Sports such as football, hockey or cricket are fine provided you remember that any contact injury sustained during play is likely to result in bruising or possibly bleeding. Wearing protective gear is essential. Children may do PE and games at school; however care should be taken with other more rough or extreme activities. Please talk with your Anticoagulation Team about any sports or activities you wish to do for further advice as necessary.
We strongly recommend wearing cycle helmets to reduce the risk of a head injury when riding a bicycle.
School and college
It is essential that staff, in particular sports teachers, are aware of students on warfarin therapy should an injury occur. You can give a copy of this leaflet to your school or college. Further information is also available from the contacts listed in the back of this leaflet or your Anticoagulation Team.
Press for 5 to 10 minutes with clean cloth. If bleeding does not stop, go to your nearest Accident and Emergency (A&E) Department.
Be more vigilant, as cuts to the skin can be seen clearly however, head injuries which may cause internal bleeding are not so obvious. If you have more than a very minor bump it is advisable to have a medical assessment.
Symptoms to look out for following a head injury include:
- Feeling dizzy when walking or standing up
- Worsening headaches
- Problems with vision such as blurring
- Changes in behaviour
- Fits or convulsions
If any of these symptoms occur after a known injury you must go to your nearest Accident and Emergency (A&E) Department straight away.
If your child has a nose bleed carry out normal first aid.
- Lean their head forward
- Pinch their nose just above the nostrils for 5 to 10 minutes.
Leaning forward and breathing through their mouth will let blood drain out of their nose instead of down the back of the throat which may cause vomiting.
If the nose bleed carries on for more than 5 to 10 minutes, you should go to your local Accident and Emergency Department for treatment and their INR may need to be checked. Contact your Anticoagulation Team to inform them so that they can manage your INR levels as required.
If you go to the Emergency Department, make sure you tell the staff that your child is taking warfarin.
Surgical or dental procedures
If your child has any planned medical investigations, operation or dental procedures it may be necessary to change the warfarin dosing or to stop the warfarin for a few days. The doctor/surgeon will usually consult your Anticoagulation Team to arrange this.
Injections, immunisations and vaccinations
All injections and vaccinations should be given under the skin (subcutaneously). Intramuscular injections (given into the muscle) should not be given to people on warfarin therapy as this may cause bruising. Apply firm pressure to the site for 10 minutes afterwards. If your child needs an injection of any kind, then discuss this with the health care provider before the appointment. They may wish to contact your Anticoagulation Team for advice.
Holidays and travel
If your child is going on holiday let your Anticoagulation Team know in advance so INR checks can be planned before you go. Make sure you have enough warfarin tablets/suspension for the stay plus a few days’ extra and carry them in your hand luggage in case of lost suitcases. Letters to support the carrying of medications can be written by your Anticoagulation Team. Travel insurance is essential if going abroad.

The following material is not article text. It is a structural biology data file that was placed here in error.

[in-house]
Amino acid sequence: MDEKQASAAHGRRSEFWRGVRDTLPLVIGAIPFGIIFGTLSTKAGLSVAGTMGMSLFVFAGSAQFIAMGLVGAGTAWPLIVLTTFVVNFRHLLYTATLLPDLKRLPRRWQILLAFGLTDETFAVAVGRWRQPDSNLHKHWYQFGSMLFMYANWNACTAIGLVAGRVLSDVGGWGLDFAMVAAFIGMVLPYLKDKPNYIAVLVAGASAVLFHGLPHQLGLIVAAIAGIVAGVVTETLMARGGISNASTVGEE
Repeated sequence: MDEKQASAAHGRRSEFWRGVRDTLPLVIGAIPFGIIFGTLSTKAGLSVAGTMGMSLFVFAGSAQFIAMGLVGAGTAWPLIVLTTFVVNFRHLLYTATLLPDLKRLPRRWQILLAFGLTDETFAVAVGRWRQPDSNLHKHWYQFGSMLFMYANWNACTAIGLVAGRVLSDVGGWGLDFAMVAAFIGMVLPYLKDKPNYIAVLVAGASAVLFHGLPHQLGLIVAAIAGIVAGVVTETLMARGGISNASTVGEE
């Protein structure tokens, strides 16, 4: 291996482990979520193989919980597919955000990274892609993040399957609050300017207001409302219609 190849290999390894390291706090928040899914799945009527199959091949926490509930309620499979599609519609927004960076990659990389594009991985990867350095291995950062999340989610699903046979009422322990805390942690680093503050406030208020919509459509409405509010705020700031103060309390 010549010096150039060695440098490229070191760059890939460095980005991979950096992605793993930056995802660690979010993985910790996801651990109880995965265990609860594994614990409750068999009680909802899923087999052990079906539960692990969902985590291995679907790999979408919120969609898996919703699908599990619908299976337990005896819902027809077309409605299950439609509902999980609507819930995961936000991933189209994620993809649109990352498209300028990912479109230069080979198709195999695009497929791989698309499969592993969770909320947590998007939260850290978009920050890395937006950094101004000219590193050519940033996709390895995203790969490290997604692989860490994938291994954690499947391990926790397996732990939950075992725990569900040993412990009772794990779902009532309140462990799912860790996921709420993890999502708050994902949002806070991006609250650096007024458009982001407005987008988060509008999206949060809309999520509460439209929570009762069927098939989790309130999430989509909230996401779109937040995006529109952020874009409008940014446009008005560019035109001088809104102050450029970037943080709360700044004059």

Medic alert tag/jewellery
A medical identification tag bears a message that the wearer has an important medical that might require immediate attention. The intention is to alert medical personnel of the condition even if the wearer is not conscious enough, old enough, or too injured to explain. It is recommended that people taking warfarin have a medical alert tag. Various types are available online, such as www.medicalert.org.uk.
We advise electrical razors rather than blades.
Periods may be heavy and last longer than normal. It is very important that all girls taking warfarin should be informed that warfarin can be harmful to an unborn baby, particularly in the first 12 weeks of pregnancy, and that pregnancy will affect their INR levels. You may find it helpful to discuss these issues with a member of the team managing your child’s warfarin therapy for further advice, and specialist advice can be organised should it be required.
Body piercings and tattoos
Body piercing and tattoos are not recommended due to the risk of bleeding and infection.
Alcohol can affect the INR and should be taken in moderation. Excessive alcohol should be avoided as it increases the risk of bleeding. Vomiting after drinking too much alcohol leads to dehydration which will affect the INR.
General childhood illness/ill health
This is a part of everyday life especially for young children. Fever, coughs, colds, headaches and simple childhood illnesses can affect the body’s way of processing warfarin. Fever and diarrhoea increases the metabolic rate which may result in depletion of clotting factors and therefore an increased INR.
Being ill can also alter diet leading to changes in the INR. If your child is unwell, inform your Anticoagulation Team for advice. Paracetamol can be given to alleviate symptoms, but can affect INR levels. Ibuprofen is not normally permitted when taking warfarin.
Diarrhoea and Vomiting
Diarrhoea and vomiting will affect the absorption of warfarin and your child’s INR level very quickly. Ensure they drink plenty of fluids to prevent dehydration – water, very dilute squash or rehydration sachets from the pharmacy. If symptoms worsen or persist for more than 24 hours, seek medical advice from your GP or nearest Accident and Emergency Department.
If you are abroad, the same advice applies about drinking plenty of fluid but it may be safer to stick to bottled water and drinks. If symptoms carry on or worsen, seek medical advice. If you are unsure how to do this, speak to your holiday representative or travel insurance provider for further information and support.
What to do if…
If your child forgets a dose –
- Give it if you remember it later the same day
- If you do not remember it until the next day, skip the forgotten dose, and give the planned dose for that day
- Contact your Anticoagulation Team if your child misses a dose of warfarin or has the dose late
If your child vomits after taking the medicine –
- Do not give a double dose
- Contact your Anticoagulation Team